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Catch a mountain, 2012, safety pins

If there is an underlying current running through Tsuchida's work, it is the skill with which she manages to engage in unambiguous messaging while simultaneously hinting at more universal concerns. This big-picture point of view imbues her creations with a gimlet-eyed yet gentle scrutiny of the human condition. In the text accompanying another work made entirely of safety pins, From strain to success, this is how she explains the significance of her choice of materials (I have slightly retouched the artist's English, from her website):

"This work is made with a lot of safety pins . . . For me, a safety pin is a symbol of effort. Because the safety pin can keep the needle inside, the effort is like keeping a needle inside of yourself. This is a work expressing success from a feeling of strain . . . [Struggling with this strain] can be very lonely, and cold. However, when you get over it, a beautiful success will come, like a flower blooming . . . This material may give you some cold feeling, but actually it is expressing the affection that strength can make."

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jogi, 2017, 165 pairs of black high-heeled shoes

That is not to say that her concerns about the status of women in society are any less explicit in such works. The abstract shoe sculpture, one of the highlights of this exhibition, is titled jogi, which might be translated "woman's propriety." A circular array of intricately layered black high-heels -- 165 pairs in all -- surrounds a mirror, flush with the floor, that reflects the white ceiling high above. In a long essay about the work on her website (unfortunately only in Japanese; the following is my translation), the artist speaks of heels as an emblem of the pain and sacrifice women must endure to make their way in the workplace and society at large, addressing particularly the dilemmas faced by contemporary Japanese women in their thirties like herself:

"In love, housework, birth, child-rearing -- the experiences deemed most essentially female -- women are expected to behave 'properly.' Women in their thirties today must deal with those expectations while trying to realize their own individual dreams. Thus every step they take is the product of a firm resolve. The accumulation of those resolute steps as they advance is what makes women strong and beautiful." She goes on to explain the shape of the work as evoking a collar around the neck, with the mirror representing the scrutiny of society. She has bound the layers of shoes together horizontally but not vertically, she adds, to reflect the importance of lateral relationships in women's lives.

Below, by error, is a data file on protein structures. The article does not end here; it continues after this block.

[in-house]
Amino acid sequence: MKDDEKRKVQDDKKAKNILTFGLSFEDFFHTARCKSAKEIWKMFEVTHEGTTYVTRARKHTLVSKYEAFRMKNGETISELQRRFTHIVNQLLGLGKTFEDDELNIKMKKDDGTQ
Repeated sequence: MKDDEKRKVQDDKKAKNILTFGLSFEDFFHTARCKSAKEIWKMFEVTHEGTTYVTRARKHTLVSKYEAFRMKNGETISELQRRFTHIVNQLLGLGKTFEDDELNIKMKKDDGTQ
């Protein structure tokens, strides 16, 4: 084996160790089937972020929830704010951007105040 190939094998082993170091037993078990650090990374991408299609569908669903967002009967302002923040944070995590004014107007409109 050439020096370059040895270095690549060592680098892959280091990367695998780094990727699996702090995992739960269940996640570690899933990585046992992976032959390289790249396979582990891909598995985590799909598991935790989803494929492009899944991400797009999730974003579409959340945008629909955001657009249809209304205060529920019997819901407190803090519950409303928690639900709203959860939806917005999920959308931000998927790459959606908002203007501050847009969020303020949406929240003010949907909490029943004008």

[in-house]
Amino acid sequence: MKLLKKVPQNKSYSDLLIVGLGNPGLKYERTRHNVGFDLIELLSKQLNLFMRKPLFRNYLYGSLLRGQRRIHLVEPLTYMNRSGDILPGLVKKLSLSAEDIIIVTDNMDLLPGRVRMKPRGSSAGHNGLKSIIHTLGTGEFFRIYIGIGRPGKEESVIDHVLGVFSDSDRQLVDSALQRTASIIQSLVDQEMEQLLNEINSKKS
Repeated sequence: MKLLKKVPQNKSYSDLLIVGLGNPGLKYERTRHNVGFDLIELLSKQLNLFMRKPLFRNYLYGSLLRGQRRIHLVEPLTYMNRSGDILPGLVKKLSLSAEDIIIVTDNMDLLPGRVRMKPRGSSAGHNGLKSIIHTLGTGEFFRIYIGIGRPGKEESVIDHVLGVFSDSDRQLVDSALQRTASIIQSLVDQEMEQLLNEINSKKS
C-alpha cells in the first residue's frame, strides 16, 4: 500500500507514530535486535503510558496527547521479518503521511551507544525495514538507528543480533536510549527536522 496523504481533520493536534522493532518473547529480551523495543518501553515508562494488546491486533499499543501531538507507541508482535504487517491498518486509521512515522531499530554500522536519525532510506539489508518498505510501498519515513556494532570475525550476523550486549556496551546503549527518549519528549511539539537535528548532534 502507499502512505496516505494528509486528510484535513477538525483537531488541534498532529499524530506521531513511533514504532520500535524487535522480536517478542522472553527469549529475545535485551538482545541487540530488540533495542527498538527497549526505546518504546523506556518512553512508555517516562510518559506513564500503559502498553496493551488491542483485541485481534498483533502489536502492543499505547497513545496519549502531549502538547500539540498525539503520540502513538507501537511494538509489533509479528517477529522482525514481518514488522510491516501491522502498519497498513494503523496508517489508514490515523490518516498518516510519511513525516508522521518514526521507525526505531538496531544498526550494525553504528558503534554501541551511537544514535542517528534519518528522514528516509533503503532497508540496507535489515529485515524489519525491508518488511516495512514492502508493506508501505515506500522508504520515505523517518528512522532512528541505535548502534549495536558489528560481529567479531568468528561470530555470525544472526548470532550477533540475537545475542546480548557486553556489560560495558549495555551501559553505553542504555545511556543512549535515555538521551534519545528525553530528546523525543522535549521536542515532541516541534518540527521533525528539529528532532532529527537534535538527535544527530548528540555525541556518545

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push beyond one's limit, 2016, black plastic swizzle sticks, rubber, steel, rubber-coated wire, glue, lacquer paint

One of the few figurative pieces here is push beyond one's limit, a sculpture of a black swan built entirely of black plastic swizzle sticks. In her essay, Tsuchida alludes to the "black swan" metaphor for the occurrence of unanticipated events, often of great consequence, that had been dismissed as inconceivable. It is precisely such events that we need to be strong enough to embrace, she says. The swan's blackness signifies the absorption of all things, while the red of its beak -- the portal through which all is ingested -- is the color of blood. Tsuchida writes that she aspires to be like the swan: a creature capable of taking in joy and sorrow, pain and pleasure alike. Artists especially, she declares, must remain open to the unexpected and avoid shutting themselves behind the wall of "common sense."

The city of Hiratsuka sits on the Shonan Coast a few miles west of Kamakura and only an hour by train from Tokyo. It is worth a visit not only to see the Tsuchida exhibition, but to enjoy the ambience of its Museum of Art, a spacious, sunlit structure whose high arched ceilings emulate those of Paris's celebrated Musee d'Orsay. The atrium-like space provides an ideal environment for viewing Tsuchida's works at leisure.

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mammamia, 2018, "Milky" candy paper wrappers, rubber coating


All images © Hiroko Tsuchida, courtesy of the Hiratsuka Museum of Art.


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Hiroko Tsuchida: Where's a will, there's a way
8 December 2018 - 7 April 2019
The Hiratsuka Museum of Art
1-3-3 Nishi-yawata, Hiratsuka, Kanagawa prefecture
Phone: 0463-35-2111
Hours: 9:30 a.m. - 5 p.m.
Closed Mondays (open when Monday is a national holiday and closed the following Tuesday)
Access: 20 minutes'walk north of Hiratsuka Station on the JR Tokaido Main Line, about 1 hour southwest of Tokyo
Hiroko Tsuchida Official Website

 
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Alan Gleason
Alan Gleason is a translator, editor and writer based in Tokyo, where he has lived for over 30 years. In addition to writing about the Japanese art scene he has edited and translated works on Japanese theater (from kabuki to the avant-garde) and music (both traditional and contemporary).